comment How can the standard input of one program be passed as an arg to another?
(Cont’d) …  And I want to retract what I said in my first comment: if TiCPU’s answer doesn’t work (e.g., because /dev/stdout doesn’t exist), Digital Trauma’s answer may be the only (or at least the best) answer, and calling it a UUOC, while arguably, technically true, was a little harsh, because, while prog1 input_file >(  cat  ) | prog2 can be abbreviated to prog1 input_file >( prog2 ), the cat form is (again, arguably) clearer.
Jul
20
comment How can the standard input of one program be passed as an arg to another?
@DigitalTrauma: Yeah, sorry; I was just in the process of typing a retraction.  But first: The question seems (to me) to be asking how to handle some (hypothetical) program (nominally, pdftotext) that insists on doing open(argv[1], O_RDONLY) and open(argv[2], O_CREAT|O_WRONLY), and doesn’t default to reading stdin or writing stdout (not even if given an arg of -).  And TiCPU and Digital Trauma both wrote decent answers to that question.  … (Cont’d)
Jul
20
comment How can the standard input of one program be passed as an arg to another?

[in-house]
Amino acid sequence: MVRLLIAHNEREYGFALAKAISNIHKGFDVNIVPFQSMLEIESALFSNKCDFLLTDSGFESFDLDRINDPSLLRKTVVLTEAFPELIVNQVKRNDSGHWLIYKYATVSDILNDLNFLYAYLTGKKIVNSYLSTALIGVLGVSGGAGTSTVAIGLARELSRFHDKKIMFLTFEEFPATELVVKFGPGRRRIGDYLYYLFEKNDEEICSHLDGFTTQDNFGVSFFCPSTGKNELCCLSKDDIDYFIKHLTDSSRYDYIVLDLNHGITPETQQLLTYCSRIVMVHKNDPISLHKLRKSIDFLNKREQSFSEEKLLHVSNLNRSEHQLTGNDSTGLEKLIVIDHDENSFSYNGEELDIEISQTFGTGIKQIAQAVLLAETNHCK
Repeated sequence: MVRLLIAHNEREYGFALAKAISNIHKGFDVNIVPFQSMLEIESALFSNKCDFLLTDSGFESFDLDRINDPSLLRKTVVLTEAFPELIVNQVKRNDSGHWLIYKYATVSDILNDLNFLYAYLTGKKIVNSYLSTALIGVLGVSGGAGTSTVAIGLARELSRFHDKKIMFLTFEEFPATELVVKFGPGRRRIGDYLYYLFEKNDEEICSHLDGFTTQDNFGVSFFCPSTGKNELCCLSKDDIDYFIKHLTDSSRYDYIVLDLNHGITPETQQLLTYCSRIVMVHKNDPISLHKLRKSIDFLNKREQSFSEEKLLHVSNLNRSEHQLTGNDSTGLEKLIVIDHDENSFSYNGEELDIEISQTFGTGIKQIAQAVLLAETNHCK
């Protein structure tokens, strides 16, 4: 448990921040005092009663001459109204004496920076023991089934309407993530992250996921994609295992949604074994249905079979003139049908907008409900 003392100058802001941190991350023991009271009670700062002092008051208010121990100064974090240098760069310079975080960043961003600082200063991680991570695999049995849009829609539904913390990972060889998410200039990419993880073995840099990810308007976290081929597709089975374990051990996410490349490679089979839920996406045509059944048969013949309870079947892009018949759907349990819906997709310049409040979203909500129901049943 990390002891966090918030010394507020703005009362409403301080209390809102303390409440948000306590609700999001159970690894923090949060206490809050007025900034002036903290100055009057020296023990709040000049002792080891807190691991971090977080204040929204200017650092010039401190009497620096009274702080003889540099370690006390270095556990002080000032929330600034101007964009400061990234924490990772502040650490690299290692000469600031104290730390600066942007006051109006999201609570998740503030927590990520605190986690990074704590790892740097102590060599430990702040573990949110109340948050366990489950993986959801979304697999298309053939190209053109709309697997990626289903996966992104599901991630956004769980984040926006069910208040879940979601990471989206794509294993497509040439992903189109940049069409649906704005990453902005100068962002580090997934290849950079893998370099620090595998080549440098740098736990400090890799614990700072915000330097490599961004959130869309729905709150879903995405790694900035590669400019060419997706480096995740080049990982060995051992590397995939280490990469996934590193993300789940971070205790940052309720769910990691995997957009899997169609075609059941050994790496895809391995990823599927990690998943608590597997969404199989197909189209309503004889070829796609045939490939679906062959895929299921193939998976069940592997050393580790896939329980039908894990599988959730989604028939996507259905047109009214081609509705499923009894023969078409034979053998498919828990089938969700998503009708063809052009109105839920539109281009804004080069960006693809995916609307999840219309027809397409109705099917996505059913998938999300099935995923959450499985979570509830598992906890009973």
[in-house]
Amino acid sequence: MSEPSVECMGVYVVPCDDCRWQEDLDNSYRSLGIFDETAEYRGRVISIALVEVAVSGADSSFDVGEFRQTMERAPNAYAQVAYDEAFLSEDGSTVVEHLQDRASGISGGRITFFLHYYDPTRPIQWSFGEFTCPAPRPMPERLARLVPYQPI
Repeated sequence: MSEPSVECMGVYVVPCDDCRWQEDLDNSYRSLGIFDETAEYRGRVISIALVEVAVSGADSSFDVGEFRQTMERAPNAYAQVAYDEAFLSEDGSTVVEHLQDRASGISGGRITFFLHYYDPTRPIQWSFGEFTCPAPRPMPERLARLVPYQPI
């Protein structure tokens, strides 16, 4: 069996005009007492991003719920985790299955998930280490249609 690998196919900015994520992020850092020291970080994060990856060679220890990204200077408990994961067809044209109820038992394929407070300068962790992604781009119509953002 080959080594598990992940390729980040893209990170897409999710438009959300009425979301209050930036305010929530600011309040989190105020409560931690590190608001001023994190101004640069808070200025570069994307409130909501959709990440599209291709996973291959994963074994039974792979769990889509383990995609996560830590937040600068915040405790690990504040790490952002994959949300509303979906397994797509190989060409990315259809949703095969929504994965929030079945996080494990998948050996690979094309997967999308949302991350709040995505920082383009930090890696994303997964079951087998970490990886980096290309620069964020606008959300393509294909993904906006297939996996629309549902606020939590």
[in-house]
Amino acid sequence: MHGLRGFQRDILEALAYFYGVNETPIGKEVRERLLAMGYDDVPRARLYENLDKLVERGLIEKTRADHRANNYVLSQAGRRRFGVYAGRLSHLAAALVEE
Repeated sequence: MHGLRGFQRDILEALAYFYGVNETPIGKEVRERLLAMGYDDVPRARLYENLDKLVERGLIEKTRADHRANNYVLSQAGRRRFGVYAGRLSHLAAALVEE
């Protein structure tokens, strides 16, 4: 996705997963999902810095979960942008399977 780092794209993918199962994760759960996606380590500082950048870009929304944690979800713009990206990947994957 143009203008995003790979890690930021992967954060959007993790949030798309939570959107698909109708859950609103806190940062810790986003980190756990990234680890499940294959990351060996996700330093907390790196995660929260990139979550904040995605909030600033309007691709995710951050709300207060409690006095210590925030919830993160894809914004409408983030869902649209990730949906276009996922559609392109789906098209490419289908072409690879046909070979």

I don't see where the OP chose cat.  Somebody posted a semi-answer featuring a UUOC in a comment, and the OP (who didn't understand quite how to apply it) replied that it didn't work for him.  (And, of course, I realize that commands that don't even include cat cannot be UUOCs.)
Jul
20
comment How can the standard input of one program be passed as an arg to another?
When is cat <( command ) ever useful?  That looks like a UUOC.  I think TiCPU's answer is correct (although not spelled out clearly): pdftotext "C BY K&R.pdf" /dev/stdout.  (I guess Digital Trauma's answer would work, although it's also a UUOC.)
Jul
18
comment How to create a zip of directories -mtime -150
Do you have directories within directories (e.g., dir1/dir17)?  If dir1 was modified 140 days ago, but dir1/dir17 was modified 160 days ago, do you want the contents of dir17 to be zipped, or just the first-level files in dir1?
Jul
17
comment What's the story behind command file's suggestion?
@EvgenyVereshchagin: OK, that's sort of relevant to the topic — but not much.  Or are you making a point?
Jul
16
revised How does one inspect the directory structure information of a unix/linux file?
Identified some good ol' unices.